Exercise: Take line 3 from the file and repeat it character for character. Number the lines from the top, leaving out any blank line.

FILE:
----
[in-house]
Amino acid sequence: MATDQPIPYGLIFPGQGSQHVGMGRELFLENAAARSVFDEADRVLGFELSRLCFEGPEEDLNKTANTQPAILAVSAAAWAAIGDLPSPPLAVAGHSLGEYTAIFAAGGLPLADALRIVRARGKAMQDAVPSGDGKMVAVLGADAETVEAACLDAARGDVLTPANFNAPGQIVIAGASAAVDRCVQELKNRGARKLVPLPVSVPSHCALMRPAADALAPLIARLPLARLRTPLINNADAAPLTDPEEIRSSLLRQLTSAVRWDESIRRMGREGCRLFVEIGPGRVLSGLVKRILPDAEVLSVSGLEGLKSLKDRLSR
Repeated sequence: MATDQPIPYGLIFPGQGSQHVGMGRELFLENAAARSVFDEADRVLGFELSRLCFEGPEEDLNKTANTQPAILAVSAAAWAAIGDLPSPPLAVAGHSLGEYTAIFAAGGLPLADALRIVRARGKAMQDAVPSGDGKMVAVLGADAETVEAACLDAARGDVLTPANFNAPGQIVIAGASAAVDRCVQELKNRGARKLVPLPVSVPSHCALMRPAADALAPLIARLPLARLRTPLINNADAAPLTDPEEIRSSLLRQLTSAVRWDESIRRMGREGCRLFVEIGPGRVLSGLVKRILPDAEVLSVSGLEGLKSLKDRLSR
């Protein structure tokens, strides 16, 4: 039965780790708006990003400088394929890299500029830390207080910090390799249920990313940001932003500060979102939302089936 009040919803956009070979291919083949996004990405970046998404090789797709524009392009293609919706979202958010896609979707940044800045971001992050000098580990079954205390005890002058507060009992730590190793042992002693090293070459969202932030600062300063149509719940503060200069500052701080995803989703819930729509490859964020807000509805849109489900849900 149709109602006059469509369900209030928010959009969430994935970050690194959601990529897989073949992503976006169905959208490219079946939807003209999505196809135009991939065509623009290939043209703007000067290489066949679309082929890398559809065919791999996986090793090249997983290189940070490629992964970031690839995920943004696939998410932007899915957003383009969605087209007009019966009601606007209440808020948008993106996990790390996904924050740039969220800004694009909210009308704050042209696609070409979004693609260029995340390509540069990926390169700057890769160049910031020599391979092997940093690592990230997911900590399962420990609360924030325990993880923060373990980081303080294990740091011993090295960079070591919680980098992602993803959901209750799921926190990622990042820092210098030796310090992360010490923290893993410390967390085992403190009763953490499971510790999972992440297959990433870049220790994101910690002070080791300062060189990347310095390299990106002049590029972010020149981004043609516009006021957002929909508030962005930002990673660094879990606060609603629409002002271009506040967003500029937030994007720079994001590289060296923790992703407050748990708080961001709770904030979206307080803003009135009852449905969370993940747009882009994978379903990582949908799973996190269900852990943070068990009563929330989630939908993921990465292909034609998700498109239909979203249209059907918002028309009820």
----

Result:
Repeated sequence: MATDQPIPYGLIFPGQGSQHVGMGRELFLENAAARSVFDEADRVLGFELSRLCFEGPEEDLNKTANTQPAILAVSAAAWAAIGDLPSPPLAVAGHSLGEYTAIFAAGGLPLADALRIVRARGKAMQDAVPSGDGKMVAVLGADAETVEAACLDAARGDVLTPANFNAPGQIVIAGASAAVDRCVQELKNRGARKLVPLPVSVPSHCALMRPAADALAPLIARLPLARLRTPLINNADAAPLTDPEEIRSSLLRQLTSAVRWDESIRRMGREGCRLFVEIGPGRVLSGLVKRILPDAEVLSVSGLEGLKSLKDRLSR